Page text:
Surely it can’t really be healthy to put your body through such cruel turmoil.
Heroic, right? There’s one wee problem—once he arrived with the big news and said something like, “Joy to you; we have won!”, Phidippides fell over dead. From exhaustion.
That’s right. The winner of the first marathon (OK, he was the only runner, but still) died from the effort. You might think that such a story would become a cautionary tale.
A stranger, [apparently jokingly] re. my Dodgers television choice, just jokingly jumped up behind me and touched my shoulder saying “dya wanna ta—” but before he could “—ke this outside,” I punched him in the face. He’s bleeding. I’m sorry. I’m a New Yorker. Don’t sneak up behind people.
"I remember sitting in a lot of apartments with a slight headache about five o’clock in the morning. I had a friend who could not sleep, and he knew a few other people who had the same trouble, and we would watch the sky lighten and have a last drink with no ice and then go home in the early morning, when the streets were clean and wet (had it rained in the night? we never knew) and the few cruising taxis still had their headlights on and the only color was the red and green of traffic signals."
Joan Didion, from her essay “Goodbye To All That” referring to her time in New York
Like her I too am now having “hallucinatory flashes” of times like this in a place unlike any other. Though not always the most comfortable, this time of day was oddly cathartic and refreshing, when, as James Murphy would say “the sun comes up / and we still don’t want to stagger home”
Or, as Loesser put it:
“My time of day is the dark time
A couple of deals before dawn
When the street belongs to the cop
And the janitor with a mop
And the grocery clerks are all gone
When the smell of the rain-washed pavement
Comes up clean and fresh and cold
And the streetlamp light
seems to sputter with gold”
After all the reports and rumors and even with brown paper up in the windows, I still thought there was a chance for Pizza Box. The typical New York slice shop was part of a dwindling tribe, having been in business since 1957. Box’s owner had assured me on several occasions that they were…
This is sad — another sign of the decline of the mid-price slice. It seems more and more there’s no room for a decent “New York slice” between the hordes of $1 slice shops and (often subpar) more expensive gourmet pizzerias.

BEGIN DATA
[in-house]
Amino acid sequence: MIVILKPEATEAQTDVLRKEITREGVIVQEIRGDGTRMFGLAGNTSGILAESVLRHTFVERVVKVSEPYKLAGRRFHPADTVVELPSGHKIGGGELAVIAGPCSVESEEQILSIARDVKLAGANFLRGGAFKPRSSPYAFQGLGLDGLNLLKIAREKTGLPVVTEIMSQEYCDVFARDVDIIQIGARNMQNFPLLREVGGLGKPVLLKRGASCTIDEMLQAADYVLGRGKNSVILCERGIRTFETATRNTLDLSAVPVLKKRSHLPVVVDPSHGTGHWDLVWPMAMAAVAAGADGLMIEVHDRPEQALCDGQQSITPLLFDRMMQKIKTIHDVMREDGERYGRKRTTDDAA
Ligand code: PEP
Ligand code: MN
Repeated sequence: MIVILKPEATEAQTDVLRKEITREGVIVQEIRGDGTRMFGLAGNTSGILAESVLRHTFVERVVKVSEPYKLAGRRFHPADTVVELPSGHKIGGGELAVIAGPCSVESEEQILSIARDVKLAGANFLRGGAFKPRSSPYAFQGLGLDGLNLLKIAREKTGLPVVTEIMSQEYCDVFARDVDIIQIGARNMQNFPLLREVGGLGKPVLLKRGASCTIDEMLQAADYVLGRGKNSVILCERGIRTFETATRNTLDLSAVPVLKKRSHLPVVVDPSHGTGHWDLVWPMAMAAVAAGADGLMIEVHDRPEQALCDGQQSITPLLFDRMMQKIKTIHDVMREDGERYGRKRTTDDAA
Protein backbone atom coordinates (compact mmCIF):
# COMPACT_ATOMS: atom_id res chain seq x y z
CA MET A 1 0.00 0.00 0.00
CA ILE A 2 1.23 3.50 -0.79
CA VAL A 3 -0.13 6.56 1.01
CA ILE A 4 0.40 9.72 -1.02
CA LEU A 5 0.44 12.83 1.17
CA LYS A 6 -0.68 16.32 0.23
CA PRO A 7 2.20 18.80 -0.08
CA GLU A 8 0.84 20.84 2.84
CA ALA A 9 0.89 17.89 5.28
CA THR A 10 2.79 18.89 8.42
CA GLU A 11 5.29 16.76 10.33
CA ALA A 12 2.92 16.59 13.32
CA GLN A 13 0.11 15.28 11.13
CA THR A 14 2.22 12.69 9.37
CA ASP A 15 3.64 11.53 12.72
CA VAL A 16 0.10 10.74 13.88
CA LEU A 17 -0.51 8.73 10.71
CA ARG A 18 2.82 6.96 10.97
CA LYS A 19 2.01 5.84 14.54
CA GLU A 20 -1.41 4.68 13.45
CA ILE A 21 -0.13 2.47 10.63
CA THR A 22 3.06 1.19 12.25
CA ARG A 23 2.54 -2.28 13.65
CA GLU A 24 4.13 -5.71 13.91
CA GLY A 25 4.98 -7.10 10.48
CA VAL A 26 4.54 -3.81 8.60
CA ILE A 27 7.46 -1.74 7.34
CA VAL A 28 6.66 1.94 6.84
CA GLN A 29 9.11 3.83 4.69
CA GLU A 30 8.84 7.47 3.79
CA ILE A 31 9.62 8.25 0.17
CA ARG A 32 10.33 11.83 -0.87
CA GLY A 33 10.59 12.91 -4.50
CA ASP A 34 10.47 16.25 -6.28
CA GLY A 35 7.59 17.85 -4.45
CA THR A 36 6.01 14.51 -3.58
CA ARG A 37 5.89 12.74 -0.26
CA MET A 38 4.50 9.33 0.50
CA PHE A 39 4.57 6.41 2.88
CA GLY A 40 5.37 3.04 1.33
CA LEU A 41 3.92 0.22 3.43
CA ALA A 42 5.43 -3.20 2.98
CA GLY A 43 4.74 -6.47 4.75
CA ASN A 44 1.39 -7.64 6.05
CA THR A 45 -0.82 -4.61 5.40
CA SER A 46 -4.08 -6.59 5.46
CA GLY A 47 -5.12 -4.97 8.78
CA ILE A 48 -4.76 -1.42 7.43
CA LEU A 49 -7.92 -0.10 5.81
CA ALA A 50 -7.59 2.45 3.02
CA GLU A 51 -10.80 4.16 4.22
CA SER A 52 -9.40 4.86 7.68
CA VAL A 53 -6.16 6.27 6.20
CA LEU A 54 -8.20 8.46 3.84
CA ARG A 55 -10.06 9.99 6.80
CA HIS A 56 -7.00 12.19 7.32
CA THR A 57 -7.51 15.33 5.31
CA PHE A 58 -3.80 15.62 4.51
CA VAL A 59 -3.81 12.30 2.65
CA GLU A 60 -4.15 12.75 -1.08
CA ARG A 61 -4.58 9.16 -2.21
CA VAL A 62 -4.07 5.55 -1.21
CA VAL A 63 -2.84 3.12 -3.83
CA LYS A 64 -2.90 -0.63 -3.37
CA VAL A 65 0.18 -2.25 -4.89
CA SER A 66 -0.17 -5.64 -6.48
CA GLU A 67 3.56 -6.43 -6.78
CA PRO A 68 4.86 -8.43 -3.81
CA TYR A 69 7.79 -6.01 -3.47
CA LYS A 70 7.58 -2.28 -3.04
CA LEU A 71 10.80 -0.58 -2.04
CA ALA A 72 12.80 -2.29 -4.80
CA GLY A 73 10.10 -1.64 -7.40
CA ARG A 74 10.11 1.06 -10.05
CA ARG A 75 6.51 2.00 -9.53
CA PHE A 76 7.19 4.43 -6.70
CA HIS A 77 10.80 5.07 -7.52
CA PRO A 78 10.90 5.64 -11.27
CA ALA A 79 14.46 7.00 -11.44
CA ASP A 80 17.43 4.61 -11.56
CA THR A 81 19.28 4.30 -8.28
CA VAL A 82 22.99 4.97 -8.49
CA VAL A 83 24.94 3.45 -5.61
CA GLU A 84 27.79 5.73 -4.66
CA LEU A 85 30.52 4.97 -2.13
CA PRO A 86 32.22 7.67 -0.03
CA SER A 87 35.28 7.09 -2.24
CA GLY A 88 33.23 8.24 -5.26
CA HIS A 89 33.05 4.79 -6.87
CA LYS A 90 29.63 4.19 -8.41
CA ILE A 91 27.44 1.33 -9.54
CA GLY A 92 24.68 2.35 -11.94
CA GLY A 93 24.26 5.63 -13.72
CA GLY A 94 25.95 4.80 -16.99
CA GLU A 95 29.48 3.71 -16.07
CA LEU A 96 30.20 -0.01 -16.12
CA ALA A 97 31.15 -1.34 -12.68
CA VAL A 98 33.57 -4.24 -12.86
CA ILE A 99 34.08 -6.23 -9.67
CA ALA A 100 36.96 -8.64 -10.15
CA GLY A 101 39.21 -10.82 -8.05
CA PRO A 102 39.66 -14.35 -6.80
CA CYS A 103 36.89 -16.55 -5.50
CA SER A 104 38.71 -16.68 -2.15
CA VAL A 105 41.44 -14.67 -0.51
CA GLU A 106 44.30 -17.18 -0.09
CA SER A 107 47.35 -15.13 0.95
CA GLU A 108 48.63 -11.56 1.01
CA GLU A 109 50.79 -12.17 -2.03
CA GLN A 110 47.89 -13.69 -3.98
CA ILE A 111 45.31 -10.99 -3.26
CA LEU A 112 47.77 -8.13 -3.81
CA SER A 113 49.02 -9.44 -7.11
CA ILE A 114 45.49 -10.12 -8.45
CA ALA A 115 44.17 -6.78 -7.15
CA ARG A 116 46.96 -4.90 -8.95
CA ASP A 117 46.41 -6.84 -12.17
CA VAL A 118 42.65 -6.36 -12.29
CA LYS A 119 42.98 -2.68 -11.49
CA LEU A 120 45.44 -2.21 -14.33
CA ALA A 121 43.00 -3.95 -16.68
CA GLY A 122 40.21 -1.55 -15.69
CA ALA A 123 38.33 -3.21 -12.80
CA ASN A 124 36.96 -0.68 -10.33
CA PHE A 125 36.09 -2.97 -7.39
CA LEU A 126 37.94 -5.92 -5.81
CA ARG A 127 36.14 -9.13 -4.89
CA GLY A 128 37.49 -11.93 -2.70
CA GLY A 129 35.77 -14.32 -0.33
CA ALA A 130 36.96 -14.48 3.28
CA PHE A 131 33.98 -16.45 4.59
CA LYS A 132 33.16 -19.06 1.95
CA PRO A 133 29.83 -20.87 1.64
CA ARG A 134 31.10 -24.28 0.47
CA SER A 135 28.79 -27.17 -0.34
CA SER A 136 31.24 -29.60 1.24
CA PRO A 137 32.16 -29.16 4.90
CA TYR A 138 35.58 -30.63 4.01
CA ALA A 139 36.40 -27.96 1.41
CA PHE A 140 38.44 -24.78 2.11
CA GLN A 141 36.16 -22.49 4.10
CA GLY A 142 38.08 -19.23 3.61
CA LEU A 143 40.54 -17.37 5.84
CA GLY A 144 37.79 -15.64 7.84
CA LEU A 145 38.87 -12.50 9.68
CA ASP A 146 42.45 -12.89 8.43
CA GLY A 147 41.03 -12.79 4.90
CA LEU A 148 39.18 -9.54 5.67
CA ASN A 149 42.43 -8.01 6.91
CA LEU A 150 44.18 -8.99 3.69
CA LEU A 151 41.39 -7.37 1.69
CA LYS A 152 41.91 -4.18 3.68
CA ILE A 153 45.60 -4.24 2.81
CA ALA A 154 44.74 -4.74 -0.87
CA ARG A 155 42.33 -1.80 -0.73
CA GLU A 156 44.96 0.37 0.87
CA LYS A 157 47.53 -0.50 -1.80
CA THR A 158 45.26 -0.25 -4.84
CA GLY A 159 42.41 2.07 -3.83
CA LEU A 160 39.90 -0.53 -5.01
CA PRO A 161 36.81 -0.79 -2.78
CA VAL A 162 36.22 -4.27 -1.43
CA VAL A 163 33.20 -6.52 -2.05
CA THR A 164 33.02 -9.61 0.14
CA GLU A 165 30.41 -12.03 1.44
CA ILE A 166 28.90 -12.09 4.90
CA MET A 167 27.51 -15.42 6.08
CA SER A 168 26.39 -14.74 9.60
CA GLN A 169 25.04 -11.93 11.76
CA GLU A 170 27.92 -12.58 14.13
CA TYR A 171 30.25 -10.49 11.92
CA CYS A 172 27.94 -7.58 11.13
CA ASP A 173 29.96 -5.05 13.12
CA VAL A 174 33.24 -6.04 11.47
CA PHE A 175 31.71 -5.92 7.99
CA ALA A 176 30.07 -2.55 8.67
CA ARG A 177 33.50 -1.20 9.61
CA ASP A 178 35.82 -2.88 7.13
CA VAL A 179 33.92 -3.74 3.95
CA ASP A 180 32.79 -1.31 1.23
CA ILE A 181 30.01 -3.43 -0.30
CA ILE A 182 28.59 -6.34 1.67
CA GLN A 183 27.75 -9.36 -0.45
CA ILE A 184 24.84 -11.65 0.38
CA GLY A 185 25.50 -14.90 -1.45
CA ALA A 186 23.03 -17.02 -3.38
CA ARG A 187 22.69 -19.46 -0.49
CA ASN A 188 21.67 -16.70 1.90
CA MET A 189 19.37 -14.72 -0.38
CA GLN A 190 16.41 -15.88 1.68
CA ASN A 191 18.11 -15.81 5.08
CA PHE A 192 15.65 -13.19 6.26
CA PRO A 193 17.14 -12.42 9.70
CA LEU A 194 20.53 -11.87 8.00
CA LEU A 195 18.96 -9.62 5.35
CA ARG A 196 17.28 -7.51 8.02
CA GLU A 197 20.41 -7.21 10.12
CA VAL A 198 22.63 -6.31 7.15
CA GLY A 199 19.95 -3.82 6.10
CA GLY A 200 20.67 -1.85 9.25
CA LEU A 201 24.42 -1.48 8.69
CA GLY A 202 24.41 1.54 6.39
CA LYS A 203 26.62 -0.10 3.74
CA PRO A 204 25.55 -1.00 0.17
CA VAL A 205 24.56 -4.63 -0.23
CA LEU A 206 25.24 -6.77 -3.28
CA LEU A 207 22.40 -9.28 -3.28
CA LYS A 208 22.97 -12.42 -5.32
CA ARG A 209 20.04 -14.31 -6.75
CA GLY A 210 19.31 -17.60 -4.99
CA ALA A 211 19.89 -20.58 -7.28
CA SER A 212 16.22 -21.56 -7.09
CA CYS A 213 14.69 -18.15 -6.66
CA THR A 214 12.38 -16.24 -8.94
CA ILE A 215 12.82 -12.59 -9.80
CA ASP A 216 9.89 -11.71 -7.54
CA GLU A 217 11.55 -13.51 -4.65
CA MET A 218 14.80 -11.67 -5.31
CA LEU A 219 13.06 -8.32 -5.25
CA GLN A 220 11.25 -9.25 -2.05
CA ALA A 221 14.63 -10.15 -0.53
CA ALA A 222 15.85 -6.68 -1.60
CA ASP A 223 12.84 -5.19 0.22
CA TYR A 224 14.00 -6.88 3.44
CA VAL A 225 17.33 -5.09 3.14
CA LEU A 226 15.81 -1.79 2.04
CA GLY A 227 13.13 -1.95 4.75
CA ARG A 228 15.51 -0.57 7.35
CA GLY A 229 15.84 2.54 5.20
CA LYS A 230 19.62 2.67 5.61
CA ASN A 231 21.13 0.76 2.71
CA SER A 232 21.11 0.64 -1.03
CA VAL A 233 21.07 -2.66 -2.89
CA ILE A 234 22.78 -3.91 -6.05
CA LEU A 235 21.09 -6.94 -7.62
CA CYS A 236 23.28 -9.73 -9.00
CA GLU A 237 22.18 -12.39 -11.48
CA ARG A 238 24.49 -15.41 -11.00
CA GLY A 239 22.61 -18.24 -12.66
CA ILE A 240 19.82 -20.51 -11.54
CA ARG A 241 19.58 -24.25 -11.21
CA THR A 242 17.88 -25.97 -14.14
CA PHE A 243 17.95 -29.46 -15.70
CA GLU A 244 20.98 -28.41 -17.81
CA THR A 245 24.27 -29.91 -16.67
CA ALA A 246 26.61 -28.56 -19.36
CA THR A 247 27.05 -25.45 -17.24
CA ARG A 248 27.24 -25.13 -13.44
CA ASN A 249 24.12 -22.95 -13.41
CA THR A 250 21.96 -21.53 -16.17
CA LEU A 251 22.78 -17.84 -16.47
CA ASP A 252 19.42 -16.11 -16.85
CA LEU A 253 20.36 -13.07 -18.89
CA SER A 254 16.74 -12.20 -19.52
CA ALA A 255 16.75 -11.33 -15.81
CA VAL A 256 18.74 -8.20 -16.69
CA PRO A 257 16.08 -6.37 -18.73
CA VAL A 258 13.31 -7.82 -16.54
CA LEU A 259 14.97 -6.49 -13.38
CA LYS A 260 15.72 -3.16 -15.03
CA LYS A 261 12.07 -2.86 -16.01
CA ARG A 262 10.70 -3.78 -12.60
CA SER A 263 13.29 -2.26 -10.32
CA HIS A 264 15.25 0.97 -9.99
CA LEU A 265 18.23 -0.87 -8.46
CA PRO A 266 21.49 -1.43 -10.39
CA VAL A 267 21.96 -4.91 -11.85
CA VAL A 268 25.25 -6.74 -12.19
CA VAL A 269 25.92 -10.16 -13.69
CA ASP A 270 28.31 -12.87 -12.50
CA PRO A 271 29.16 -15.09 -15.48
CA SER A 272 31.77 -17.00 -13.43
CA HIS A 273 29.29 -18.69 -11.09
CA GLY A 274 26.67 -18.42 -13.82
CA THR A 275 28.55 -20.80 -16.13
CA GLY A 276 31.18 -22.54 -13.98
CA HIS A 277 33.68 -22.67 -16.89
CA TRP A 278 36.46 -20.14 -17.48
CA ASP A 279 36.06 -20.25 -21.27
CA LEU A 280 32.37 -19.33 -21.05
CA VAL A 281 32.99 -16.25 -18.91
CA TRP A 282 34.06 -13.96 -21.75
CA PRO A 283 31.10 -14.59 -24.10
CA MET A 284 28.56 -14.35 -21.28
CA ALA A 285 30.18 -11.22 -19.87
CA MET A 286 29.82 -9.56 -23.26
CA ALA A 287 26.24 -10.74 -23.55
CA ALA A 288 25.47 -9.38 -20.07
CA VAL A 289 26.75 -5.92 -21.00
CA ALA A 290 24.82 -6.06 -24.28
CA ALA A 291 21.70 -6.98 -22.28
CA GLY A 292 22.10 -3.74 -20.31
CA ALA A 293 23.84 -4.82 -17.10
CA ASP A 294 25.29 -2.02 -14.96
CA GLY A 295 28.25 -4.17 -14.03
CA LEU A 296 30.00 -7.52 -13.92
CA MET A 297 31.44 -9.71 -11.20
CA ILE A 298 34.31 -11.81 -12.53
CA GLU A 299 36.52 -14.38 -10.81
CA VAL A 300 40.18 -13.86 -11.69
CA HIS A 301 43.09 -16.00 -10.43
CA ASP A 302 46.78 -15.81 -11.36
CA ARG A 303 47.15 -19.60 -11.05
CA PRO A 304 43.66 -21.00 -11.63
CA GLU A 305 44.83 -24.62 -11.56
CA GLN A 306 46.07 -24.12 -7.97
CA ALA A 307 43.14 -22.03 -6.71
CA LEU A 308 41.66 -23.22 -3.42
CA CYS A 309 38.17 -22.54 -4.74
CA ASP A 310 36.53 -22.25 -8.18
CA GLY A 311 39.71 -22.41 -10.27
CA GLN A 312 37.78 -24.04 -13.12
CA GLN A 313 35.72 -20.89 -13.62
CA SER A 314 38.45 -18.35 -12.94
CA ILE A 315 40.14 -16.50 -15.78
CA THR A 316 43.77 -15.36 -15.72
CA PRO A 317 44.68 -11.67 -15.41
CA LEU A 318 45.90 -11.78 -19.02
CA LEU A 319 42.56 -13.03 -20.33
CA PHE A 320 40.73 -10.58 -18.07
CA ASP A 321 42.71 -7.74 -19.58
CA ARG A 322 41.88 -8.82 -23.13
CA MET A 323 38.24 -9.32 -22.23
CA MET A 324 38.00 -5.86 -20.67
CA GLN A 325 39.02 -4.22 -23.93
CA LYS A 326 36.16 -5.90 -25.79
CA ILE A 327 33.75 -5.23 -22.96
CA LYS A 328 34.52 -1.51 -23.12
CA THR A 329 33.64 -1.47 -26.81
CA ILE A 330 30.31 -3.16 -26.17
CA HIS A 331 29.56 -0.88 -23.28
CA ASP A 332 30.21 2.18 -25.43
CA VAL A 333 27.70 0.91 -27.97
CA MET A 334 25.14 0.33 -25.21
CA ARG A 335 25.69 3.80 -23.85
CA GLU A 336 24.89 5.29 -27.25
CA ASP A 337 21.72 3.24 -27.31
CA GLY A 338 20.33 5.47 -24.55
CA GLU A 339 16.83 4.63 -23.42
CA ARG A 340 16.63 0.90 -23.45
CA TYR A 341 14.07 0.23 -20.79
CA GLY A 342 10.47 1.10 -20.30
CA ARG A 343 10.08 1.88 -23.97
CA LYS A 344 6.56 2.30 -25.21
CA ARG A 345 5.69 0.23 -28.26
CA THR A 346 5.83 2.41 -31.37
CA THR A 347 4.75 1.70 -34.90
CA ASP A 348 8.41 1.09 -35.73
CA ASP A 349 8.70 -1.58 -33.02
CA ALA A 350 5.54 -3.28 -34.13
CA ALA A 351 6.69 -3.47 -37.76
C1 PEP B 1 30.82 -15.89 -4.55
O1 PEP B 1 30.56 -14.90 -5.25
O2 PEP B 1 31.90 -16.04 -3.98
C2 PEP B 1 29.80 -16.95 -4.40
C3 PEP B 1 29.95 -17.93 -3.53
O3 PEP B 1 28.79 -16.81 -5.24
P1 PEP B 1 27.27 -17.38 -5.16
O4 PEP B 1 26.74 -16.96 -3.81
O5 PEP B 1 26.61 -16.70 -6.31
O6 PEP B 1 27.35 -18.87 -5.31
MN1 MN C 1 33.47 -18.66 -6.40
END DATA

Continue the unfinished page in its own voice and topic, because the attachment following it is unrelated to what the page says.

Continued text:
I used to go to Pizza Box often between classes at NYU. Its backyard garden seating area was an oasis of quiet solace (and, later due to declining business, solitude) in an increasingly commercialized area filled with chain restaurants, overpriced dying music venues and loud bars. I imagine things on this stretch of Bleecker will be even more different once it lives in the shadow of the new high-rise buildings NYU is about to construct a few blocks over.
It’s true, he does have many arms…
(real-life Night Vale narrator Cecil Baldwin with the New York Neo-Futurists)
Nothing quite says Los Angeles like a mediocre pastrami sandwich on a white hot dog roll at a dodger game
"I was in love with New York. I do not mean “love” in any colloquial way, I mean that I was in love with the city, the way you love the first person who ever touches you and you never love anyone quite that way again. I remember walking across Sixty-second Street one twilight that first spring, or the second spring, they were all alike for a while. I was late to meet someone but I stopped at Lexington Avenue and bought a peach and stood on the corner eating it and knew that I had come out out of the West and reached the mirage. I could taste the peach and feel the soft air blowing from a subway grating on my legs and I could smell lilac and garbage and expensive perfume and I knew that it would cost something sooner or later — because I did not belong there, did not come from there — but when you are twenty-two or twenty-three, you figure that later you will have a high emotional balance, and be able to pay whatever it costs. I still believed in possibilities then, still had the sense, so peculiar to New York, that something extraordinary would happen any minute, any day, any month."
— Joan Didion, Slouching Toward Bethlehem
Yes, 19th st. may well be the closest theatre to this NYU building, but is it not ‘janky’ as hell? Mind you I rarely use either of those words, “janky” nor “hell,” but I feel as if they apply in this situation. That theatre has so few screens, still playing movies that came out in 2012, and with snacks limited to 90s movie fare (not that I’ve ever really wanted fries or pizza or cappuccinos at a movie) but man is this place strange.
I can’t be the only one to think so. Anybody? …
Tonight might have been the best Sidewalk open mic I’ve ever been to
So true. Wow. Solid song after solid song from so many good performers, including the newcomers and visiting people. Never thought I’d see “House of the Rising Sun” performed three times by three different performers at the Sidewalk — each better than the next, even if the purpose was initially to lampoon that random a capella group. I actually stayed until the very end, which I’ve only ever done once before — it was an “early” night, according to Ben Krieger (ended at 1:20 AM), and he too remarked about what a great, great night it was.
More useful things from the world of tomorroooowwwww!!!!!!
"Joke." is the description from the uploader, but I’m a fan. This from Ben Krieger (Sidewalk head honcho ever Lach departed about a decade ago) under the moniker Yossarian Feedback (a Catch-22 reference?) which usually consists of samples and loops of found sound. One very striking piece I recall included recordings of his young daughter asking about a river, then laughing, then crying, juxtaposed with a Barack Obama speech about 9/11 and also Vietnam-era pro-America propaganda. Man…